17 of 19 people found the following review helpful
5.0 out of 5 stars
Pevear and Volokhonsky, 14 April 2009
First of all, the book itself. This is a nicely-bound hardback, with very clear black type on pure white paper - the clarity of the type and the whiteness of the paper both being important considerations when there are twelve hundred pages to get through! The biographical notes, chapter summaries and footnotes at the back are informative and accessible.
Now, the translation. I don't read Russian, so I can only judge it by how well it reads in English rather than by the degree of its fidelity to the original, so let's be clear: ninety-nine percent of this book is a joy to read. However, if you're prone to writing marginalia, this book will have you reaching for the pencil on quite a few occasions. I'm not talking about Americanisms (such as "fall" for "autumn") which are fine by me, but the doubtful choice of words here and there. For instance, when Rostov confronts a wolf close by some trees, we find:
> ...the wolf shook himself and made a move towards the timber which would save him.
Wood, trees, copse and forest all make sense in this context; "timber" does not. It sounds like the wolf has spotted a pile of firewood.
> "Ah, you cursed floor-scrubbers! Clean, fresh, as if from a promenade, not like us sinful army folk," Rostov said.
Other translations have "dandies" instead of "floor-scrubbers", which makes a lot more sense. Another page has Boris piling his checkers in a pyramid, but after he has knocked them to the floor, they have become "chessmen".
Pevear and Volokhonsky sometimes get their clauses in a muddle and the results are unclear:
> "One moment, one moment, don't come in, papa!" she cried to her father, who had opened the door, still under the gauze of her skirt, which covered her whole face.
(Natasha has a door under her skirt?)
> When Nikolai and his wife came looking for Pierre, he was in the nursery, holding his awakened nursling son on his enormous right palm, dandling him. A merry smile lingered on his broad face with its open, toothless mouth.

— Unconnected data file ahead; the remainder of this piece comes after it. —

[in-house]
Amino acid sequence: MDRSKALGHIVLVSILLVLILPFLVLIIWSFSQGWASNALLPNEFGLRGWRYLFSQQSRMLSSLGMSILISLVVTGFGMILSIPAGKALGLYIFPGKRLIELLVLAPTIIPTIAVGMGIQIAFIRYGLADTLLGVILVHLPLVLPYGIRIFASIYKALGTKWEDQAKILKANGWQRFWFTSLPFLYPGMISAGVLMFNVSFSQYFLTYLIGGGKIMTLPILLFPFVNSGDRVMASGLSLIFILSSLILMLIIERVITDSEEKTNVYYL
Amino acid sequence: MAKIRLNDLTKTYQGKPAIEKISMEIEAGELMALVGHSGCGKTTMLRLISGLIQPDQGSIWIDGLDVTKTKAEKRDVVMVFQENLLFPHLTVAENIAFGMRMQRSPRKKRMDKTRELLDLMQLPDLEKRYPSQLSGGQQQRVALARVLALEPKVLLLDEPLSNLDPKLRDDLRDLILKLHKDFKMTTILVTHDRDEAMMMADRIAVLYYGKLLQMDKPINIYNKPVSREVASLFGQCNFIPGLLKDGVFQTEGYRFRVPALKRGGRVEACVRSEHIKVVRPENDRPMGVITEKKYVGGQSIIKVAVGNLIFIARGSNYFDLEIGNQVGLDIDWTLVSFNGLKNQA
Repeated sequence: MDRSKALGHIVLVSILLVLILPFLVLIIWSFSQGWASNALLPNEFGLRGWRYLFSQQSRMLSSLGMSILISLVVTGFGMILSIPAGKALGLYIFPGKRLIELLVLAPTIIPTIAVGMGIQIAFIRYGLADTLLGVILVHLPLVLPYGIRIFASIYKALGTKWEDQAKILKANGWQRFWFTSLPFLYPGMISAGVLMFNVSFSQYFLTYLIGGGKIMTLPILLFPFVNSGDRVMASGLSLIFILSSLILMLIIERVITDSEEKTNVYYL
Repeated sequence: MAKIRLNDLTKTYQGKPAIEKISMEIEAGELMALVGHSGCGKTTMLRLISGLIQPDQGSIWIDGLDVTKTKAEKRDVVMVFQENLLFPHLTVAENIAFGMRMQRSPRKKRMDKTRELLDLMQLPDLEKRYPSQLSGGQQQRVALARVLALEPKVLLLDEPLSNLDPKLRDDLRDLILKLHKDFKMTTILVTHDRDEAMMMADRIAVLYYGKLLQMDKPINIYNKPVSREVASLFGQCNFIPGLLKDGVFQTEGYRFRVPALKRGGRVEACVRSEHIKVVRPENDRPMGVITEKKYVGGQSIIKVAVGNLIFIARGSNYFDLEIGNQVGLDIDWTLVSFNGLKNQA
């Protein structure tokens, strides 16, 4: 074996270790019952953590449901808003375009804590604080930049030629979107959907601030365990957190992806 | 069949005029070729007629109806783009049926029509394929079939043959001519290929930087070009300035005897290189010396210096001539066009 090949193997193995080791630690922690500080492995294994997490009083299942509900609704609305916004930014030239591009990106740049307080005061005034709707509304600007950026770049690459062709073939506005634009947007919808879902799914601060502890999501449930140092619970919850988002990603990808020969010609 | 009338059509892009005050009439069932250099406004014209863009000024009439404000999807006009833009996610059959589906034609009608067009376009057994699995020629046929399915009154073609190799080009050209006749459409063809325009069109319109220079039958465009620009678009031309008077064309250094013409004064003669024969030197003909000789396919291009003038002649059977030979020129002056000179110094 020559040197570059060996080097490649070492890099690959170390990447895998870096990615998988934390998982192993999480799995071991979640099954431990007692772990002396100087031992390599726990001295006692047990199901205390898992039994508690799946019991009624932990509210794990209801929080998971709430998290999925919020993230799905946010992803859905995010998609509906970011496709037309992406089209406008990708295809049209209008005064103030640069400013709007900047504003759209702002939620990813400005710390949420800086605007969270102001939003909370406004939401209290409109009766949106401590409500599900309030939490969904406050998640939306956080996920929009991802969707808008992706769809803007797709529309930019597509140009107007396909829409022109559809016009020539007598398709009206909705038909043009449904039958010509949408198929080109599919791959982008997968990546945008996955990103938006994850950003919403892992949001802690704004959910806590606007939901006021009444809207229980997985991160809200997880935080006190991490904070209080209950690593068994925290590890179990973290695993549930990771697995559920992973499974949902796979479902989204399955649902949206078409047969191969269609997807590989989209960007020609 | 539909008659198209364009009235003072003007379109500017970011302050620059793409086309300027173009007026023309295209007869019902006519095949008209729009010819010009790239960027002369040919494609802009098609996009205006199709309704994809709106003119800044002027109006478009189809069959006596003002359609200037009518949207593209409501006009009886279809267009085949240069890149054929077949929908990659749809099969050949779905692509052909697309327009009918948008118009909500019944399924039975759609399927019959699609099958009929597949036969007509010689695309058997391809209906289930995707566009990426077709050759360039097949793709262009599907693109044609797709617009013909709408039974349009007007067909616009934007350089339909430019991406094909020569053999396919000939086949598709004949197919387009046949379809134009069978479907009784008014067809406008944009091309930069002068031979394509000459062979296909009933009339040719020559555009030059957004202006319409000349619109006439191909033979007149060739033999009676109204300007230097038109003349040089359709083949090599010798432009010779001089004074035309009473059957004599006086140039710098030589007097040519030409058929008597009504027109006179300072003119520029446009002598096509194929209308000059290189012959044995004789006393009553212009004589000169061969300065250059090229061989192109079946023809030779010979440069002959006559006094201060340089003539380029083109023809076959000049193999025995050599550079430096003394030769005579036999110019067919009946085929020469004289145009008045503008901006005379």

(Who has no teeth - Pierre or the baby?)
Some lines make almost no sense, though this may be Tolstoy's fault:
> Pfuel was of small stature, very thin, but broad-boned, of coarse, robust build, with broad hips and sharp shoulder blades.
All at once? Similarly, there are odd lapses in grammar and agreement. Three examples:
> For us descendants - who are not historians...
> This sort of guests and members sat in their known, habitual places, and met together in known, habitual circles.
> In their attitude towards him, doubt could still be felt of who he was...
Of course these are exceptions and in a book this long it would be surprising if there weren't a few slips. Nevertheless, I feel an obligation to lay them out for the benefit of those trying to decide which translation of War and Peace to buy. I repeat - this is an excellent read for the most part and God only knows how much work went into it. Pevear and Volokhonsky are to be congratulated for scaling the mountain, but all the same, I did find the duff lines hard to ignore, so here is a final batch of oddities:
> A tallow candle stood on a baluster, melting in the wind.
> The entering man was wearing dark blue tailcoat, a cross on his neck, and a star on the left side of his chest.
> "Grounds of personal ambition, perhaps," Speransky quietly put in his word.
> Pierre sniffed silently, looking at her.
> He saw not her marble beauty, which made one with her gown, he saw and sensed all the loveliness of her body, which was merely covered by clothes.
> "Snort...snort..." snorted Prince Nikolai Andreich.
> His eyes were looking at the entering women.
> The husband, a short, stoop-shouldered man in a civil uniform with wheel-shaped side-whiskers and smooth temples...
> Princess Marya and Natasha, as always, came together in the bedroom.